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Chronic Pain Recovery

Recovery from Chronic Pain – Is it possible?

This informal CPD article on Recovery from Chronic Pain was provided by Georgina Oldfield, Physiotherapist & Founder of SIRPA, who aims to engage health professionals and people in pain to train them in the SIRPA approach to chronic pain recovery.

Treatment of Chronic Pain

Treatment of chronic pain is currently undergoing a revolution as our understanding of the causes, triggers and effective solutions is changing. For 20 years I worked as a traditional physiotherapist, but I was constantly questioning the anomalies my patients presented with. For example, why so often their pain had been triggered while doing something completely innocuous, like bending over to pick up a pen or even turning over in bed. More often than not the pain also didn’t fit a biomechanical diagnosis and would even move around, maybe from one side to another.

There is also a growing number of research studies showing that morphine when used for back pain is no more effective than paracetamol and can actually cause an increased sensitivity to pain. Spinal injections and surgical fusions for central back pain have also been shown to provide limited relief, if at all. With current research not supporting our present treatment options for chronic pain we are in dire need of more effective treatments.

Assumptions about Chronic Pain

The assumption that chronic pain is caused by structural problems in the painful area has led to numerous problems. This is despite the fact that over the past few decades, there has been a growing number of studies showing a lack of correlation between physical findings and pain. This includes a study which showed that in a group of people with an average age of 46 years old, 81% of them were shown to have a herniation/slipped disc and 75% had degeneration of the nucleus/centre of the disc. Despite this, none of them had pain.

Another study that shakes some long-term misconceptions about pain being due to a physical cause is Lederman’s review study in 2010. This concluded that there has not been any evidence to show a link between pain and posture, structure (e.g. scoliosis, spinal degeneration) or biomechanics (e.g. the way we move, muscle tension etc).

With the growth of technology and being able to actually see degeneration etc on scans, when a patient presents with pain there is still a tendency to try and match up any physical findings on the scans with the symptoms a patient presents with, often even when the symptoms don’t actually fit the findings on the scans.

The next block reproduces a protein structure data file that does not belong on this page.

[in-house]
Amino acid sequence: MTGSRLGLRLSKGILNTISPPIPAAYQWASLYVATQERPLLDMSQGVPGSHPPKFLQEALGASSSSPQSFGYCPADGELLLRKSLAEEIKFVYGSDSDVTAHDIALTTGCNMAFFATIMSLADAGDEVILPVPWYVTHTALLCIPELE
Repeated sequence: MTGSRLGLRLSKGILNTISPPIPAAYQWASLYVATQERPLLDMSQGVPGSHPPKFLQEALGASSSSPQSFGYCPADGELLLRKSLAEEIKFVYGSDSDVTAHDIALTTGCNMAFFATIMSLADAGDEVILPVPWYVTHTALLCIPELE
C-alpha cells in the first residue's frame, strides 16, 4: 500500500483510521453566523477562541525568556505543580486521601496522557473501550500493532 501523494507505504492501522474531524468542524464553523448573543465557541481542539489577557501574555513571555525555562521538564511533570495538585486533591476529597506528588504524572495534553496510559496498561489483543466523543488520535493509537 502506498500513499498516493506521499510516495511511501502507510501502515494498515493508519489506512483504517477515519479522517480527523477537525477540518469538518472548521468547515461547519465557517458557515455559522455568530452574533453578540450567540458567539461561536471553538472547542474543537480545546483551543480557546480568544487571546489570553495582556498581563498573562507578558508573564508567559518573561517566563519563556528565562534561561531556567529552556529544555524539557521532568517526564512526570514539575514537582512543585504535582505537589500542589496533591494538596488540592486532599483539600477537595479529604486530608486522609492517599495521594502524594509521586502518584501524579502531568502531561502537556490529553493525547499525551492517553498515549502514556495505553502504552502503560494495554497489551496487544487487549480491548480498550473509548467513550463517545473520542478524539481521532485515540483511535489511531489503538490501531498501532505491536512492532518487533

Thankfully though, the work I came across in 2007 is now becoming more widely known and acknowledged. Dr John Sarno pioneered the approach on which my own work is based and which it has evolved from and I had the privilege of visiting him in New York in November 2007. His work has actually recently been featured in The Guardian newspaper and in a documentary All the Rage, Saved by Sarno.

Through Dr Sarno’s work since the 1970s and the evolution of pain science over the past 15 – 20 years, we now know that very real physical pain can be created by the brain and is due to neural pathways that become learned and sensitized. Whether pain becomes persistent has been found not to be related to the extent of any tissue damage. In fact, the main factors involved include; depressed mood, anxiety and early beliefs that pain may become permanent.

Studies in Chronic Pain

We also now know through extensive studies over the past 20 years that there is a strong correlation between the number of adverse experiences individuals experienced in childhood and the likelihood of them experiencing conditions such as fibromyalgia, myofascial pain and other pain and health problems in later life.

Is it any wonder then that if we only assess and treat the physical presentation, pain linked to stress and past trauma, which is also often being fueled by fears and personality traits, will persist?

How to treat a complex condition such as chronic pain

Thankfully there is now a growing awareness in the western world that in order to treat the complex condition that is chronic pain, we need to have an educational approach which addresses psychosocial factors.

Through SIRPA’s educational and self-empowering approach we also help individuals change behaviours that might unintentionally keep the pain pathways turned on, plus help them work through any relevant current and past stressful lifestyle experiences. With this blended approach the aim is to help people not just manage their pain, but change the neural pathways which create it, therefore often allowing them to regain their lives and the pain to resolve.

It’s an exciting time as the understanding of this work spreads and becomes more recognized within health systems around the world.

We hope this article was helpful. For more information from SIRPA, please visit their CPD Member Directory page. Alternatively please visit the CPD Industry Hubs for more CPD articles, courses and events relevant to your Continuing Professional Development requirements.

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